Saturday, November 15, 2008
A Spiritual Perspective on Speaking Your Mind
Can we say whatever we want around our loved ones without worrying about their reactions, or do we have to walk on eggshells so that we don't disturb anyone's ego?
As is obvious to anyone, if our relationship is based around preserving each other's ego, then it is a very limited connection and probably will not be very fulfilling. We can't enjoy an open and harmonious relationship if we worry about the other's reaction every time we voice what we are truly feeling or observing. When this happens, couples tend to stop communicating altogether, and this marks the end of the enjoyment of the relationship, for open communication is essential.
All couples should establish the foundation of communication that either of them can freely say anything without the other reacting. Otherwise, if you can't speak your mind without the other coming down on you because of it, the relationship cannot grow.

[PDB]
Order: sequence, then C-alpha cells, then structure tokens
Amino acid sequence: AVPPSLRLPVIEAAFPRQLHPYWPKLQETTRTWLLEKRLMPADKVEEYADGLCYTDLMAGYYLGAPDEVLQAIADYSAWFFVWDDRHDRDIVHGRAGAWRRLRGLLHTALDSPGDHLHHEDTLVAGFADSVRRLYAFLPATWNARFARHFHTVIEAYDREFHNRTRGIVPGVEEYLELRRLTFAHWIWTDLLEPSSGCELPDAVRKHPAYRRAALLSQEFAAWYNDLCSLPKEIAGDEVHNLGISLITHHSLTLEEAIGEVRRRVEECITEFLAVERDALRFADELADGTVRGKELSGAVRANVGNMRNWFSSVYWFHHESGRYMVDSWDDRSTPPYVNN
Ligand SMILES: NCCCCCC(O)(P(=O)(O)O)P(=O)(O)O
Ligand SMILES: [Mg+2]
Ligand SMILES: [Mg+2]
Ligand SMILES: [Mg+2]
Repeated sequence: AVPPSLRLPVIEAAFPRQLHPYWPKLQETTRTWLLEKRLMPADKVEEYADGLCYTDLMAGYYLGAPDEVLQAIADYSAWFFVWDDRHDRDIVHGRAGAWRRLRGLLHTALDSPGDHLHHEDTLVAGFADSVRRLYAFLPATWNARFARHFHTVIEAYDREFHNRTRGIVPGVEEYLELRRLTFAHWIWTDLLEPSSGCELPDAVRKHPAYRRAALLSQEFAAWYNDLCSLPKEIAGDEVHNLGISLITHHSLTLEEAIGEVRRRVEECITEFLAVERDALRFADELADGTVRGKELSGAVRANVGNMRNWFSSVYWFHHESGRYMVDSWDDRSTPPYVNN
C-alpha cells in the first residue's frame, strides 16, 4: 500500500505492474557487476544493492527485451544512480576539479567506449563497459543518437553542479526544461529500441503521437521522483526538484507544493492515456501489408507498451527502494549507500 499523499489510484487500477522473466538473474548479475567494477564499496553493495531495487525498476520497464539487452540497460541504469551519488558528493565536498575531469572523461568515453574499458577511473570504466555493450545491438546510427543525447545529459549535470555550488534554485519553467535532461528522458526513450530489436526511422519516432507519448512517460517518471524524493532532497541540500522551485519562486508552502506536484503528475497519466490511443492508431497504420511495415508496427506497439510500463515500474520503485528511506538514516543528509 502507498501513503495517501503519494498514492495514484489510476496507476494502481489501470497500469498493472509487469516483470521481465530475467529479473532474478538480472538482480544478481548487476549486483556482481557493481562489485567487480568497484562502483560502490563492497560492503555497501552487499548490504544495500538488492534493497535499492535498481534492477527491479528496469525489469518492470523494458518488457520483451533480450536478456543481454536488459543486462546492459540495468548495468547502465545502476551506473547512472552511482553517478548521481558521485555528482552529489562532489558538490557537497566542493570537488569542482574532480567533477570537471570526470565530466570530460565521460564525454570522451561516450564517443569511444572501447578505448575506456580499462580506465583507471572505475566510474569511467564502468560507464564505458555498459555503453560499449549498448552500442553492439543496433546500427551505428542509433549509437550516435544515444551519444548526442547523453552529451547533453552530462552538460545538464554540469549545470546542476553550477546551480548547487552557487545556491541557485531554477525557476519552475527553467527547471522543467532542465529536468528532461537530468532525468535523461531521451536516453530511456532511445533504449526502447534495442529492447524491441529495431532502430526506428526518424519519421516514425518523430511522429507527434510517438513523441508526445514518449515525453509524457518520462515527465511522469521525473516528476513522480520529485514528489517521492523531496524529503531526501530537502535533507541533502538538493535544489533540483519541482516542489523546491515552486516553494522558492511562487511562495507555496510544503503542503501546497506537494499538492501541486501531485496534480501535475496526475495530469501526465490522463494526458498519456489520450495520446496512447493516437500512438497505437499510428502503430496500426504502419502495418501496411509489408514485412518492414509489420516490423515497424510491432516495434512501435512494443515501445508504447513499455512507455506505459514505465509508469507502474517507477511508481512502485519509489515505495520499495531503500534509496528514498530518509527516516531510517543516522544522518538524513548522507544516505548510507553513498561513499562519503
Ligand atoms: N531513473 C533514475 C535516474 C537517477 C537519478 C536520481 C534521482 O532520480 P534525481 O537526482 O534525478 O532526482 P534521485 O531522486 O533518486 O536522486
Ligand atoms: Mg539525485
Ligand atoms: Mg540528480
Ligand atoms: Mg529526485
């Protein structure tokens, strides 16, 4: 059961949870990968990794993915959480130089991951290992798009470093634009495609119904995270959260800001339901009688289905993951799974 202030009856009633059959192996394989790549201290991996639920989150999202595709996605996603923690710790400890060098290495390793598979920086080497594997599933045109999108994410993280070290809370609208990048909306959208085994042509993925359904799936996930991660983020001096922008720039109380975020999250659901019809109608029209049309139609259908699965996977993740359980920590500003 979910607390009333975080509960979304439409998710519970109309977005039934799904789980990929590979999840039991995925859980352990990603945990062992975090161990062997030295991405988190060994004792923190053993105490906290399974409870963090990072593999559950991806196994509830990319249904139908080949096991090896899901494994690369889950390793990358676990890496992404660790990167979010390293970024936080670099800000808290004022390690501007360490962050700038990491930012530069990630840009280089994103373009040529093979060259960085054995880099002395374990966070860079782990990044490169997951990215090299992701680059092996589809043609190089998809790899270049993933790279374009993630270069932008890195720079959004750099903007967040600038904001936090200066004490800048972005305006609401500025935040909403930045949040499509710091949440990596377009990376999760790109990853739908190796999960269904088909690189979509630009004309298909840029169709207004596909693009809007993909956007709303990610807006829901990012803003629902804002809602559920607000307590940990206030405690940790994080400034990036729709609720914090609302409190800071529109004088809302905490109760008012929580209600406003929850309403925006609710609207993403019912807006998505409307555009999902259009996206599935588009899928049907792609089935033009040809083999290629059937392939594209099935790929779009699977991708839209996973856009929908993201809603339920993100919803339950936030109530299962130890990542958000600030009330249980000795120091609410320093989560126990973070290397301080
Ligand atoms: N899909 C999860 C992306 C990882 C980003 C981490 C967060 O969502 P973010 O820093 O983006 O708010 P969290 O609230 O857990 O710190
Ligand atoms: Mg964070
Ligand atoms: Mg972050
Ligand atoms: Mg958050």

Only the ego reacts. The inner Self simply observes the dialogue without taking anything personally, or feeling that anything has to be righted, corrected, or confronted.
I will be focusing more and more on the lessons of the Course of Training available through email, and working with those who are actively participating in the course. Of course, we will continue with new blog entries twice monthly as a means for staying current with each other, and as a great avenue for questions and answers. We have enjoyed an interesting discussion over the past couple of weeks, and I'm bringing up 3 exchanges in particular so that everyone can see and perhaps focus a little more deeply on what is being discussed, which I find very valuable and relevant.
I feel that the entries already posted in the blog are an excellent introduction to the Course of Training, and anyone who reads over the blog should have a fair idea of what is available through the course. I especially recommend the entry of November 1 for learning more about the course, as well as more specifically where we are coming from. Also, at the end of the very first entry in July, titled "Introduction," there is a list of topics that are among what we are exploring in the Course of Training.
While the group who began the new course in August/September will receive Lesson 6 sometime later tonight, work is also being done for the future. Speaking of the course in Lesson 17, it is written: